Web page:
Langhorne Creek’s secret is starting to get out

CHEERS: Lake Breeze Wines staff Bev McKenny, Dionne Follett, Vanessa Button and chef Brad McAvaney with a new Rosato rosé. A challenging grape growing season has been well managed by Langhorne Creek growers.
CHEERS: Lake Breeze Wines staff Bev McKenny, Dionne Follett, Vanessa Button and chef Brad McAvaney with a new Rosato rosé. A challenging grape growing season has been well managed by Langhorne Creek growers.

REGION – More grapes come out of Langhorne Creek than the Barossa, but the Fleurieu’s oldest wine country is still a bit of a hidden secret.

Wineries like Lake Breeze are pushing the Langhorne Creek brand, with events like the Handpicked Festival putting the region on the map.

Lake Breeze winemaker Greg Follett said in 2016/17 about 60,000 tonnes of grapes came out of Langhorne Creek.

Flooding and cooler weather made for a challenging season for local grape growers. 

After heavy floods in winter 2016, some areas of Langhorne Creek were flooded again in December.

But with decades of experience growing grapes in the area, partly on a floodplain, winemakers had the knowledge to deal with tricky conditions.

“The season certainly tested us,” Mr Follett said.

“The conditions weren’t ideal, but that’s part and parcel of being on a floodplain.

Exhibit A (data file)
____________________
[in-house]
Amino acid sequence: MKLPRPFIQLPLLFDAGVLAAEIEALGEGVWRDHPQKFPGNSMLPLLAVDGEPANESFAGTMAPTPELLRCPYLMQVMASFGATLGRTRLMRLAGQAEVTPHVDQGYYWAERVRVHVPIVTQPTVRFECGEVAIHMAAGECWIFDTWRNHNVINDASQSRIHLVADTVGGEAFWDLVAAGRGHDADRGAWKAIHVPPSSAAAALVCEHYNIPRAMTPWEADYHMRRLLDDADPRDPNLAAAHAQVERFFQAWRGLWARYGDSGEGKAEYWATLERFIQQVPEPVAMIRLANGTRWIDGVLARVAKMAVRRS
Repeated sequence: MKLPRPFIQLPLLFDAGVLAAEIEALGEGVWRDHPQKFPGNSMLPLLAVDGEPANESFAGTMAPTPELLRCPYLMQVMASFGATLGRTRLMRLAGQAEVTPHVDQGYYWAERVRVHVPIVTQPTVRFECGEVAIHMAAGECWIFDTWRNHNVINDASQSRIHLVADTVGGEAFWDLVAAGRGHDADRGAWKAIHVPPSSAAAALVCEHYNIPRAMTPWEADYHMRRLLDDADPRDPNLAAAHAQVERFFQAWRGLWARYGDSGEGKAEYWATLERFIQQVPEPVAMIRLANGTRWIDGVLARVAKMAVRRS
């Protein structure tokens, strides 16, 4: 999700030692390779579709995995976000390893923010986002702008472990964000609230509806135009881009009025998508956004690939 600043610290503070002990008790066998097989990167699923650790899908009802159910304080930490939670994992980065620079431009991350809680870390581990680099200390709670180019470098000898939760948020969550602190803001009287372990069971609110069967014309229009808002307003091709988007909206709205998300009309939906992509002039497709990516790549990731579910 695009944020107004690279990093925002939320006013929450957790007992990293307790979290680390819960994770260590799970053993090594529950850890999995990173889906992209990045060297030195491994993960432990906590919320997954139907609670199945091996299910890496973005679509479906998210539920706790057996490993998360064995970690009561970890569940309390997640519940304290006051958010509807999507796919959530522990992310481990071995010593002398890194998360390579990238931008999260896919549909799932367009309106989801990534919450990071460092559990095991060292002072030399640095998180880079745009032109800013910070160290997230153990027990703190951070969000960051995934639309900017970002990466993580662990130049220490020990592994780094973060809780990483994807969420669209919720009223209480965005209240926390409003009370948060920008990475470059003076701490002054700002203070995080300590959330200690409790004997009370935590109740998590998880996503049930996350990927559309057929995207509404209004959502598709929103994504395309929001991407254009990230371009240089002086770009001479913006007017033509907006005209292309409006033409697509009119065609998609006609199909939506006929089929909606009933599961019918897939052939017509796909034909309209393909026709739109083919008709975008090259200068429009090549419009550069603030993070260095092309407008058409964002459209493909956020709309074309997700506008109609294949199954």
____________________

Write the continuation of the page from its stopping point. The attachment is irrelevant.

“You take the good with the bad.”

It became clear that Lake Breeze’s Grenache grapes, on 85-year-old vines, were not going to ripen as they should.

“So instead of going into a dry red, we picked them early and made them into a rosé, for a new product - Rosato,” Mr Follett said.

“Rosé is certainly growing in popularity in Australia, and our Rosato is going really well through the cellar door and some local outlets.

“It’s not like the old style rosé, it’s a much more modern flavour.

“It’s the first time ever we’ve used the Grenache to make a rosé and we’re going to have to keep doing it now, it’s becoming that popular.

“An advantage of the rosé is that the product is straight out there and doesn’t have to spend 12 months in a barrel.”

Lake Breeze was flooded last week, which means the vines can withstand a dry summer.

“There are still a lot of people who are unaware of how accessible Langhorne Creek is to the city – just an hour away,” Mr Follett said.

Langhorne Creek wines will be promoted at an event in Adelaide next month, with a tasting on Leigh Street on Friday, October 27, at 4.30pm.

Handpicked Festival will be held at Lake Breeze on Saturday, November 11.

For more visit www.langhornecreek.com